Oh yes I can, Anna. I’m not aware of any specific research regarding specific foods, but in my 15+ years of experience, there’s a lot of recipes/foods I’ve seen work over and over. Here’s a list:
- Crispy thin chicken nuggets
- Simple high calorie smoothie
- No Trouble Baked Potato Skin Recipe for Picky Kids
- Mini meatballs
- Baby Carrots
What causes a child to be picky only with her parents? What can we do to reduce this pickiness (eat out less, have her help cook, etc)? – Courtney
It’s actually a sign that a child’s picky eating isn’t very severe if they will eat for other people. A very extreme picky eater consistently doesn’t eat. Often, a child won’t eat for their parents if they feel pressure or are looking for attention. Pressure can come when we reward, beg, bribe, or even praise our kids about what they’re eating.
Learn more about how to not pressure during meals in The Best Strategy for Picky Eating.
To reduce pickiness, letting go of that pressure is the best step you can take! That’s a good place to start so that you can begin to see progress. Cooking together is very helpful as well because it allows her to explore and interact with the ingredients. If there is pressure at school you can learn more on how to address it here.
You’ll also want to focus on making one family dinner and picking one or two of the foods she typically eats to serve with the meal. It’s a small thing, but can go a long way!
Learn 3 Keys to Help EVERY Picky Eater Eat More Foods
One of the biggest lies about picky eating is that it can’t get better. I can tell you that I’ve watched some of the most picky eaters with only a few foods in their diet learn to overcome picky eating and eat well. It’s possible. For your child, too.
But, you have to have a plan for your picky eater so you know what to do at every step.
Join me in my free picky eating workshop: 3 Keys to Turn Around Picky Eating to learn the most essential first steps. It really works. Megan, a parent of two picky eaters had this to say after watching:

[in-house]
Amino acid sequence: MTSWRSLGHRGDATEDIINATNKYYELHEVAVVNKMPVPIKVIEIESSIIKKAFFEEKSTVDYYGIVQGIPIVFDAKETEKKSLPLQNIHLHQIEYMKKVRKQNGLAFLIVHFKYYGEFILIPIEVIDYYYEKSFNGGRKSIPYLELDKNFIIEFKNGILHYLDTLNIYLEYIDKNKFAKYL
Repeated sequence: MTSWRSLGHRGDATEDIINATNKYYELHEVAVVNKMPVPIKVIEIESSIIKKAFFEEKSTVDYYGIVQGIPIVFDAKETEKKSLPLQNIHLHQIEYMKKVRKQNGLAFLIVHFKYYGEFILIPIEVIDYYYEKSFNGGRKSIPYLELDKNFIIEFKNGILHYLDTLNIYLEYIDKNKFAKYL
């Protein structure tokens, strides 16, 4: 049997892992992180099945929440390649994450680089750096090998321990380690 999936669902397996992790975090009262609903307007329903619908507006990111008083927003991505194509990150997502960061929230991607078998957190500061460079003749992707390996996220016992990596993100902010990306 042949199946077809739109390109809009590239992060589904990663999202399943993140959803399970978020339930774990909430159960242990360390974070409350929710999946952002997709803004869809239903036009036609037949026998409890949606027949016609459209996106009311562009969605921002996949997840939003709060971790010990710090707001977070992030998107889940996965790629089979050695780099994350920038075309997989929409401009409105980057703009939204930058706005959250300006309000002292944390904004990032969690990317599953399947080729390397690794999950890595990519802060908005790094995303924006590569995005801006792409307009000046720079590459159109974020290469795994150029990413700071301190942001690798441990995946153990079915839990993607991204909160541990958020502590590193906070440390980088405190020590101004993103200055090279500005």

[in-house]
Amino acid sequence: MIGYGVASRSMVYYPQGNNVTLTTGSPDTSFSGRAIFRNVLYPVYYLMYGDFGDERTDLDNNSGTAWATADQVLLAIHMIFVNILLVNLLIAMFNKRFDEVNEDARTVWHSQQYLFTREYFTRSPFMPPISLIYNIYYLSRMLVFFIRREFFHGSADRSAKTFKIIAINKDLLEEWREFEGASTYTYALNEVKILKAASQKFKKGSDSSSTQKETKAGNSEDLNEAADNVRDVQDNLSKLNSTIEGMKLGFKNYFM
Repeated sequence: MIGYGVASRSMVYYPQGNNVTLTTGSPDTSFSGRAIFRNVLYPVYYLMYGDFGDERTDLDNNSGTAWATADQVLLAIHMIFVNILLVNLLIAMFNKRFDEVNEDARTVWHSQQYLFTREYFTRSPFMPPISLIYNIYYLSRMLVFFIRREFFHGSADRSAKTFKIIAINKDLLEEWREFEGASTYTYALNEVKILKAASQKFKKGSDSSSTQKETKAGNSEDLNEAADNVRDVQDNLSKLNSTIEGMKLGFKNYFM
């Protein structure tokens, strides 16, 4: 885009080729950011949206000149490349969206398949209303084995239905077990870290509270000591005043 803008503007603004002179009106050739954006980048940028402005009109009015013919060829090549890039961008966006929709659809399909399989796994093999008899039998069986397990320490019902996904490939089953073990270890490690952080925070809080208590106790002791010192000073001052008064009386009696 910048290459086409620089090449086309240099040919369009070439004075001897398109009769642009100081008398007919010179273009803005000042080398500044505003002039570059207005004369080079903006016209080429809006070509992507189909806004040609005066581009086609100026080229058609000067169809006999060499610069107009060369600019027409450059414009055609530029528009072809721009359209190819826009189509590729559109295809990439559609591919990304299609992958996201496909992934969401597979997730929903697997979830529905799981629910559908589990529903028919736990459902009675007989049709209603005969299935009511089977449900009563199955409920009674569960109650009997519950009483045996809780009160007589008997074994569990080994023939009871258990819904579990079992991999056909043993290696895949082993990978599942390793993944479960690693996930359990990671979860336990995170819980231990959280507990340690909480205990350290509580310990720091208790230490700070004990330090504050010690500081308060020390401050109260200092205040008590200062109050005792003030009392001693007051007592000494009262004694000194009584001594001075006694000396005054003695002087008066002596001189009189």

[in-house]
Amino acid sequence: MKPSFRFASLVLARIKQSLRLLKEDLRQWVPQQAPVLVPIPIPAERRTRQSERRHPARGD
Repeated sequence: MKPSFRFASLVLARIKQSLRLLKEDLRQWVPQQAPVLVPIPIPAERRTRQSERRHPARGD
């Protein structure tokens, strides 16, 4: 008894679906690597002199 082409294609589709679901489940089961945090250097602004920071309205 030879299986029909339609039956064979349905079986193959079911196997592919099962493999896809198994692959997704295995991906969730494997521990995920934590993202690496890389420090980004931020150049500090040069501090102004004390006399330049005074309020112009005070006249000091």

I implemented your three keys last night at dinner time last night and it was our first night of peace and enjoyment together at the table. It’s exactly what my son needed and my daughter realized she LOVES mushrooms 🙂 (which she refused to eat before).
More Picky Eater Tips
Milanaik Ruth, Kahan F Tamara, Muthiah Nallammai, Fruitman Kate and Sidhu, Sharnendra. Parental Management of Picky Eaters: Common Parenting Pitfalls. Pediatrics, Aug. 2019, 144(2), 210. DOI 10.1542/peds.144.2_MeetingAbstract.210
Caldwell R Angela, Skidmore R Elizabth, Raina D Ketki, Rogers C Joan, Terhorst Lauren, Danford A Cynthia, and Bendixen M Roxanna. Behavioral Activation Approach to Parent Training: Feasibility of Promoting Routines of Exploration and Play During Mealtime (Mealtime PREP). Am J Occup Ther Nov/Dec 2018, 72(6), 1-8. DOI: 10.5014/ajot.2018.028365
Nicklaus Sophie, Boggio Vincent, Chabanet Claire, and Issanchou Sylvie. A prospective study of food variety seeking in childhood, adolescence and early adult life. J. Appet. June 2005, 44(3), 289-97. DOI: 10.1016/j.appet.2005.01.006
Wardle J and Cooke L. Genetic and Environmental Determinants of Children’s Food Preferences. Br J Nutr. Feb 2008, 99(supp 1), S15-21, DOI: 10.1017/S000711450889246X
Alisha Grogan is a licensed occupational therapist and founder of Your Kid’s Table. She has over 15 years experience with expertise in sensory processing and feeding development in babies, toddlers, and children. Alisha also has 3 boys of her own at home. Learn more about her here.